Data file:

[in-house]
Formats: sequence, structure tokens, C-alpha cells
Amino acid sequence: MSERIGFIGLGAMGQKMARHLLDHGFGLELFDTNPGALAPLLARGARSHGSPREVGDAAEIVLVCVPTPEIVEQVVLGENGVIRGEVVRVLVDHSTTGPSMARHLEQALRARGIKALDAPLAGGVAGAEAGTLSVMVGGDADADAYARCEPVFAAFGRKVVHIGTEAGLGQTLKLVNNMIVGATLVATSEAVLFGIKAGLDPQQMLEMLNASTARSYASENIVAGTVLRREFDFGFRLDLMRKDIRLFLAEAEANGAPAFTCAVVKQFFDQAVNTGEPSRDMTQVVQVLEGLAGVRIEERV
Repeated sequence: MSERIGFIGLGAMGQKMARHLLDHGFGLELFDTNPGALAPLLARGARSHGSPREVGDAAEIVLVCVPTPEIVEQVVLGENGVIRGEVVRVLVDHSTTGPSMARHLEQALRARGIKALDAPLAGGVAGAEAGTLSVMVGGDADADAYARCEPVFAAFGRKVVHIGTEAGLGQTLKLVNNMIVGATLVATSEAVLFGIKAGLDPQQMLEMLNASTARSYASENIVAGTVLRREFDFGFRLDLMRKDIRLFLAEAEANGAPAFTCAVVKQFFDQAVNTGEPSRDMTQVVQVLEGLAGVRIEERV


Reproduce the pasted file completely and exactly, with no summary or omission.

[in-house]
Formats: sequence, structure tokens, C-alpha cells
Amino acid sequence: MSERIGFIGLGAMGQKMARHLLDHGFGLELFDTNPGALAPLLARGARSHGSPREVGDAAEIVLVCVPTPEIVEQVVLGENGVIRGEVVRVLVDHSTTGPSMARHLEQALRARGIKALDAPLAGGVAGAEAGTLSVMVGGDADADAYARCEPVFAAFGRKVVHIGTEAGLGQTLKLVNNMIVGATLVATSEAVLFGIKAGLDPQQMLEMLNASTARSYASENIVAGTVLRREFDFGFRLDLMRKDIRLFLAEAEANGAPAFTCAVVKQFFDQAVNTGEPSRDMTQVVQVLEGLAGVRIEERV
Repeated sequence: MSERIGFIGLGAMGQKMARHLLDHGFGLELFDTNPGALAPLLARGARSHGSPREVGDAAEIVLVCVPTPEIVEQVVLGENGVIRGEVVRVLVDHSTTGPSMARHLEQALRARGIKALDAPLAGGVAGAEAGTLSVMVGGDADADAYARCEPVFAAFGRKVVHIGTEAGLGQTLKLVNNMIVGATLVATSEAVLFGIKAGLDPQQMLEMLNASTARSYASENIVAGTVLRREFDFGFRLDLMRKDIRLFLAEAEANGAPAFTCAVVKQFFDQAVNTGEPSRDMTQVVQVLEGLAGVRIEERV